Combine that bad press with the roster of incendiary comments that made headlines in his past campaigns — about such hot-button topics as abortion, gay marriage and illegal immigration — and it’s pretty clear Oberweis will need to spend millions of his own money trying to engineer a statewide image makeover in the coming months.

But he seems to have backed away from his lavish self-funding habits of the 2000s. Oberweis didn’t spend a dime of his riches (from the two investment banking firms he started, as well as the eponymous dairy enterprise) to become a state legislator, and he only loaned his current campaign $500,000 before the primary. (Still, that loan amounted to 70 percent of his campaign’s receipts.)

And beyond his perceived shortcomings as a campaigner, Oberweis’ down-the-line conservatism on both fiscal and social policy will add to his underdog status in Illinois, where successful GOP statewide candidates (Sen. Mark S. Kirk, most prominently) have positioned themselves near the center and where Obama, a former state senator himself, remains more popular than he is nationally.

Durbin, who won his first three Senate elections by an average of 25 points, is now 69 and may well be running his final campaign. He begins with $5.7 million in the bank and a reputation for paying remarkably dogged attention to home-state matters in light of the demands on his time as No. 2 in the Senate hierarchy.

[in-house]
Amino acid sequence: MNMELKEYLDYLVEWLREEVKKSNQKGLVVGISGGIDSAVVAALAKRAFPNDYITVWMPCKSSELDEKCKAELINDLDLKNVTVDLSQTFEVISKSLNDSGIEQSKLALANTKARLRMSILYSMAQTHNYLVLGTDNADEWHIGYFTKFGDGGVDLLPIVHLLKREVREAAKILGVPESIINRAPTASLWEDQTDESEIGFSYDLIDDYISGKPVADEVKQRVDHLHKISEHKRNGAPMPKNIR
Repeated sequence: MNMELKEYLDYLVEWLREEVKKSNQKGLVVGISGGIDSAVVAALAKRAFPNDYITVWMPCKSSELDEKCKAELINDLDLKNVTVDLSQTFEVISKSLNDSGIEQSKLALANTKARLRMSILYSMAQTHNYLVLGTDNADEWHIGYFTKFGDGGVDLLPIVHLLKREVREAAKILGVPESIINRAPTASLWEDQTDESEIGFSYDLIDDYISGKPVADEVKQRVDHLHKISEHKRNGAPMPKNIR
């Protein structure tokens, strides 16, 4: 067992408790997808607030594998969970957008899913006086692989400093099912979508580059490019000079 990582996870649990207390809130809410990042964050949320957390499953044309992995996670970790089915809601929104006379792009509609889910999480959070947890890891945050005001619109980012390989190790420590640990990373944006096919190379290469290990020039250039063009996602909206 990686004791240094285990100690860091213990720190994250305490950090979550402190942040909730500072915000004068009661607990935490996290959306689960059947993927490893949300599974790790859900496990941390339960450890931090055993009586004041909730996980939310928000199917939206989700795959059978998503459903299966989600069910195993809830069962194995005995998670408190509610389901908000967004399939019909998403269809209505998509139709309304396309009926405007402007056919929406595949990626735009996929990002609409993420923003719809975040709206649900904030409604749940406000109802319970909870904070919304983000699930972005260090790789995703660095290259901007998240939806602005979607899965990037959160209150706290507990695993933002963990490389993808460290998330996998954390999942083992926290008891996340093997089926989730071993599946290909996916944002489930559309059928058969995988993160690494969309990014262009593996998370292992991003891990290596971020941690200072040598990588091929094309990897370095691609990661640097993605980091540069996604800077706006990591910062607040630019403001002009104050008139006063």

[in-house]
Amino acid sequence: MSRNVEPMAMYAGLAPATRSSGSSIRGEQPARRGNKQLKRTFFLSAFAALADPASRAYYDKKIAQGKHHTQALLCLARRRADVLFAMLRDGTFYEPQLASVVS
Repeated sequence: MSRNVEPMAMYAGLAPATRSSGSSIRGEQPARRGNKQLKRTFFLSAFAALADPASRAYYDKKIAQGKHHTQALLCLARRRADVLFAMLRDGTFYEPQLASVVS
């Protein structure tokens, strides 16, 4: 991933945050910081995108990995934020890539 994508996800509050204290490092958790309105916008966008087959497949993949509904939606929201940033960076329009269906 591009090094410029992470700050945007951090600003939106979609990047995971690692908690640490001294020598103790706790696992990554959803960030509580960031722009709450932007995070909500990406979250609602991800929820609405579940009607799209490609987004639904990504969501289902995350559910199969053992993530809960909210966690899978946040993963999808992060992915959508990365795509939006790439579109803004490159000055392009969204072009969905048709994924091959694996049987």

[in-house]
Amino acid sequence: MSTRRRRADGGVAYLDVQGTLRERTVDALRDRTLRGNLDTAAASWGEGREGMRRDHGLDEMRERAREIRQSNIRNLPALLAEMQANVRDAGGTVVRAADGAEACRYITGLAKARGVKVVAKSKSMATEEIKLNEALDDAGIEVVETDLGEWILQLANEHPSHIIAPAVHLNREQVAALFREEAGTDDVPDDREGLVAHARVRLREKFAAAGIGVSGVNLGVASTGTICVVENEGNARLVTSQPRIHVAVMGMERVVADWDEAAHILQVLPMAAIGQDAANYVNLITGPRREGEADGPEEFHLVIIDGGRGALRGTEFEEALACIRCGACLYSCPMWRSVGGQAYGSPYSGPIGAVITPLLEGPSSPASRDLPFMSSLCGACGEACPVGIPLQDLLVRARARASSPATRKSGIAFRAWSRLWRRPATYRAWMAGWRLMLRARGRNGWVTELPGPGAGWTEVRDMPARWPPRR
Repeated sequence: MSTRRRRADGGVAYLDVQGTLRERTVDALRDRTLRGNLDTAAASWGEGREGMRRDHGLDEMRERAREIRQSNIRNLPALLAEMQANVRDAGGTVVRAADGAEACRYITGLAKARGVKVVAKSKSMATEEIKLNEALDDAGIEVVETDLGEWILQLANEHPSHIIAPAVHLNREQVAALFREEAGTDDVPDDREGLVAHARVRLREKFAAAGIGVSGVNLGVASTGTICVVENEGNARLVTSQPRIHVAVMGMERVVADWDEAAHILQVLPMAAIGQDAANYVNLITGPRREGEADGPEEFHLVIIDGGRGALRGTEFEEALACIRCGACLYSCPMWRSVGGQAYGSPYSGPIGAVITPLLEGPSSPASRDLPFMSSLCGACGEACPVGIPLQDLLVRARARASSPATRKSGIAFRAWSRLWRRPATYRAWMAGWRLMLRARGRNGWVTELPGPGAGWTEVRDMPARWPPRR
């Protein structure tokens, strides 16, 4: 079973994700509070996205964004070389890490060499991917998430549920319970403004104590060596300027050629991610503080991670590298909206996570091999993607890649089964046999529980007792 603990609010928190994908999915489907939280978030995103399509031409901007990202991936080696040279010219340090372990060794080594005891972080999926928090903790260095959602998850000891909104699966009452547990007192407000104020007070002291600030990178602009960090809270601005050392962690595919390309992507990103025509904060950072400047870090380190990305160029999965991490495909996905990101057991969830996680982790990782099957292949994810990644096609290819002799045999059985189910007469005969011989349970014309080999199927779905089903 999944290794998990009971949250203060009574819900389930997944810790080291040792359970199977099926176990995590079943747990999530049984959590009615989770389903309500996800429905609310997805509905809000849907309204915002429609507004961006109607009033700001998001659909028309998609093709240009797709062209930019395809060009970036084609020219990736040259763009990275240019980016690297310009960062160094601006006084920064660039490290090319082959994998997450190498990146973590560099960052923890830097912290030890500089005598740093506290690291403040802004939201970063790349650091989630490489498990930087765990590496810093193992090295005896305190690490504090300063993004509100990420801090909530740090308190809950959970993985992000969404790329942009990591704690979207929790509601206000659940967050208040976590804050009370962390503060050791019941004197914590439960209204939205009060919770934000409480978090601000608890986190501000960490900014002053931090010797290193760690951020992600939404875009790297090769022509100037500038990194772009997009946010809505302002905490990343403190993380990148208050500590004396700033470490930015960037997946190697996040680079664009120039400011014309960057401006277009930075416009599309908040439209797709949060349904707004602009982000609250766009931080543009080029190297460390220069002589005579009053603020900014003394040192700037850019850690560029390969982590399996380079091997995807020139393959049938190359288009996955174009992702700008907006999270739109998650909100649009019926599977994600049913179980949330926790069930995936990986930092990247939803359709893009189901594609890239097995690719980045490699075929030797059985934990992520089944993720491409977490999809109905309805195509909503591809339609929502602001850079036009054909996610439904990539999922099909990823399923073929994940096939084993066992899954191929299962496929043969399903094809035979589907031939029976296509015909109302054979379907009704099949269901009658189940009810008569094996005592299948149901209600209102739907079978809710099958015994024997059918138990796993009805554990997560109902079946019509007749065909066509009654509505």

All this has some Illinois Republicans worried that Oberweis, whose name will top the GOP ballot line on Nov. 4, could drag down the rest of the ticket. Most notably that’s the multimillionaire on whom the Republican Party has much more reason to stake its 2014 fortunes in the state: Bruce Rauner, who won the nomination for governor last week with a populist message about upending the status quo in the financially troubled Democratic state government with a more businesslike approach. Rauner spent $6 million of his private equity fortune to best three veteran politicians in the primary and will now oppose Gov. Pat Quinn’s bid for a third term.